Update: Here’s California Department of Fish and Wildlife on its investigation of the incident:
Wildlife officers from the California Department of Fish and Wildlife (CDFW) responded to a report of a mountain lion attack in Trinity County on May 16, 2022. The incident occurred approximately 3:00 p.m. along State Route 299 near Big Bar.
A woman was driving on State Route 299 when she stopped beside the road near a picnic area and exited the vehicle with her dog. She began walking down a path with the dog slightly ahead of her. She noticed movement beside her as a mountain lion swiped her across her left shoulder, causing injury. She screamed and her dog, a Belgian Malinois, immediately returned and engaged the mountain lion. The mountain lion bit the dog’s head and would not let go. The woman attempted to throw rocks, tug and pull them apart, and even attempted to gouge the eyes out of the lion, to no avail.
The woman went back up to the road and flagged down a passing vehicle. A passerby stopped, retrieved a can of pepper spray and sprayed the lion in the face with little to no effect. The mountain lion was attempting to move off the trail and drag the dog to a different location. The woman and the passerby eventually retrieved a piece of PVC pipe and began hitting the mountain lion with it until it finally released the dog.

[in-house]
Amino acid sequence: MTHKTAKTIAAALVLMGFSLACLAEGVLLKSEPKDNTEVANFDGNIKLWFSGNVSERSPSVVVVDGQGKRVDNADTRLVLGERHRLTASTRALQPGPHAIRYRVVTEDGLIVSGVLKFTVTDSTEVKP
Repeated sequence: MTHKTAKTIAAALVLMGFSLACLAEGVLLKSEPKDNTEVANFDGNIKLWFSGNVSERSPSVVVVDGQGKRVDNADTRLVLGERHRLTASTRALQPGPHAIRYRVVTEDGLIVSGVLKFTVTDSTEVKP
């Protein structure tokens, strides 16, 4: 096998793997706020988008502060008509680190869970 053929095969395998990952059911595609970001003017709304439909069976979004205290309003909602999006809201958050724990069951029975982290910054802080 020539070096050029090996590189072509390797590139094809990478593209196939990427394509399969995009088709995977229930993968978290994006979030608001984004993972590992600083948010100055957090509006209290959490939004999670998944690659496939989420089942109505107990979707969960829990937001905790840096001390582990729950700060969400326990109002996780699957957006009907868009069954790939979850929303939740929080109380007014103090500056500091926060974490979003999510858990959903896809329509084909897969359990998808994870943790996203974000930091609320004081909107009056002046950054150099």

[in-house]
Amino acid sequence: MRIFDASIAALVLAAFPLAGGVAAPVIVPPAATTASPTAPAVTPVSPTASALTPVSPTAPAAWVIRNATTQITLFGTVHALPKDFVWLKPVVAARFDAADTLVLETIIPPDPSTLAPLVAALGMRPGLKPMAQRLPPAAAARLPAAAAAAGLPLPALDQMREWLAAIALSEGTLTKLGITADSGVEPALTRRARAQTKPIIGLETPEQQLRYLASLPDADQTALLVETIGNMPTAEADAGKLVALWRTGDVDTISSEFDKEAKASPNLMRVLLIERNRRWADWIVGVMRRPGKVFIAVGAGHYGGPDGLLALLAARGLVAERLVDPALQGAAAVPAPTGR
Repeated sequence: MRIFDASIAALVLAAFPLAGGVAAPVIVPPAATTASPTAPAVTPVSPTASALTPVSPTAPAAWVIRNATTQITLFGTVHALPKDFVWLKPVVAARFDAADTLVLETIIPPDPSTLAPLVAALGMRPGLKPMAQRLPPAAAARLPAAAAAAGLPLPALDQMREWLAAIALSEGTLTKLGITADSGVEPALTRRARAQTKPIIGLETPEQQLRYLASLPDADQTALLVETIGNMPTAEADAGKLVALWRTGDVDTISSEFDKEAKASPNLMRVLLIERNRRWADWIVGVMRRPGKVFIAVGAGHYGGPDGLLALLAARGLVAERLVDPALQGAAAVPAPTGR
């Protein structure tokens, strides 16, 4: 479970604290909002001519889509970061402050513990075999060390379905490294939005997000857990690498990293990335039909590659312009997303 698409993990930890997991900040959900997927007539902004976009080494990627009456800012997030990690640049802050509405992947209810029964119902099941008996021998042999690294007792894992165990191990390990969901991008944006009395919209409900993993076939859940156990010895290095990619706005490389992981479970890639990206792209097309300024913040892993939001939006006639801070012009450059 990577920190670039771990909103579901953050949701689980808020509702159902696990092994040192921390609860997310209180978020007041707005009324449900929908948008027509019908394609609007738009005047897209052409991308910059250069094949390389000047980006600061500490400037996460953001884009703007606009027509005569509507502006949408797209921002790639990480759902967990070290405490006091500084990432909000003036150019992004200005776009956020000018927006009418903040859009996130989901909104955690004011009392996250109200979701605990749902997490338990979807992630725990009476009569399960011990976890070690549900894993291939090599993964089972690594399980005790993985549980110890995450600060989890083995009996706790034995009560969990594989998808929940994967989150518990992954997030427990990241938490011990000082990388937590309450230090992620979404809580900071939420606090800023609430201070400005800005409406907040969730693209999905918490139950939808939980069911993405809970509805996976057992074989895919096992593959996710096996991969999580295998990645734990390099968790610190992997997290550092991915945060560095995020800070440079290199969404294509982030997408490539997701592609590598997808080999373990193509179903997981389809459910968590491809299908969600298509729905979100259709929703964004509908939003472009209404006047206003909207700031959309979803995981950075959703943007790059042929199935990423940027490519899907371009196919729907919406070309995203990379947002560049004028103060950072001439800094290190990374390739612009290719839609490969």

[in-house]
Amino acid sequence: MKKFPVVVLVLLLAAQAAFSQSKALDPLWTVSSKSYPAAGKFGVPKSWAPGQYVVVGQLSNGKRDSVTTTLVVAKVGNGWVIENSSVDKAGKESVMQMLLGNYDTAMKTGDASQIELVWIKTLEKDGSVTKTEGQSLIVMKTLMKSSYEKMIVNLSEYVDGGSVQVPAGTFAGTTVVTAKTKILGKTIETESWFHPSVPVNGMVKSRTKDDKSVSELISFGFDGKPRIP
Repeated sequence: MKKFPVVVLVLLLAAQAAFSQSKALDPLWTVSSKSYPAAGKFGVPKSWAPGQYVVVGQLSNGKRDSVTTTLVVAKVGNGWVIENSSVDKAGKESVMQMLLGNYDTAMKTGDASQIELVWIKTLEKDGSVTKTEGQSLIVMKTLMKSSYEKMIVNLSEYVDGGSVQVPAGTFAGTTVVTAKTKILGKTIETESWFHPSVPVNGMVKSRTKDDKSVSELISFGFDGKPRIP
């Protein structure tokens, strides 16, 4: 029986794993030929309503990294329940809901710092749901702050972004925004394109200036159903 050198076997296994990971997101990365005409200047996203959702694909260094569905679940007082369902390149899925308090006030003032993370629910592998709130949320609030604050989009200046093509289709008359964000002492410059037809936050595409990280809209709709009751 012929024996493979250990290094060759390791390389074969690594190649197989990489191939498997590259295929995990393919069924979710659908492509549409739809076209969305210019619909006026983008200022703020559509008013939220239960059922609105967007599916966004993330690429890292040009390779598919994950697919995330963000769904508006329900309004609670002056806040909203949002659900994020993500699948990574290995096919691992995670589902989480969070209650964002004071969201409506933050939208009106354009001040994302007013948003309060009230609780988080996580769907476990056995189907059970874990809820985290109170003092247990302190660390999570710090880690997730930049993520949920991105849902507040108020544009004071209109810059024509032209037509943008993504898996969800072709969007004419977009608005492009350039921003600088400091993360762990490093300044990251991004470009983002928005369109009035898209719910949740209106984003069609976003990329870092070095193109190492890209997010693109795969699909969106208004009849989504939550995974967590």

The woman drove her dog straight to a veterinarian for emergency treatment. The dog’s condition is guarded, and it is unknown if she will survive. The woman then drove herself to receive medical treatment in Redding. Her injuries consist of bite wounds, scratches, bruises and abrasions, but are non-life threatening.
Wildlife officers have interviewed the victim, the passerby, the veterinarian and the emergency medical physician, and have worked with each of them to collect appropriate samples for analysis. The samples were delivered to the CDFW Wildlife Forensics Laboratory in Sacramento and are being processed. Although DNA analysis from samples taken during the investigation are the most reliable way to conclusively prove an attack has occurred, initial evidence from the investigation is strong enough to allow wildlife officers to treat the investigation as a legitimate attack.
Those in the area should be aware that CDFW’s Law Enforcement Division is working with allied agency partners to trap the offending mountain lion and will further evaluate the situation if it is caught. As a reminder, people should always be vigilant when recreating in mountain lion habitat.
A Belgian Malinois dog was seriously injured in a Trinity County mountain lion attack while protecting its owner. Here’s more from the Sacramento Bee:
A woman’s dog was badly wounded Monday while fighting off a mountain lion that attacked its owner, California wildlife officials say.
“I think it’s safe to assume that dog probably saved her life,” Capt. Patrick Foy of the Department of Fish and Wildlife, said in an exclusive interview Tuesday with The Sacramento Bee. The attack happened in a remote area of Northern California just after 3 p.m. along Highway 299 in the Big Bar area in Trinity County, a four hour-drive northwest of Sacramento.
The woman, whose name was not released, pulled off the side of the highway to go for a walk with her Belgian Malinois. Foy said he didn’t immediately know the name and gender of the dog. The mountain lion pounced on the woman from behind, digging its claws into her left shoulder, Foy said. The dog was out a few feet in front of his owner on the trail.
UPDATE: The pup’s name is Eva and is going to get a steak dinner when healthy again!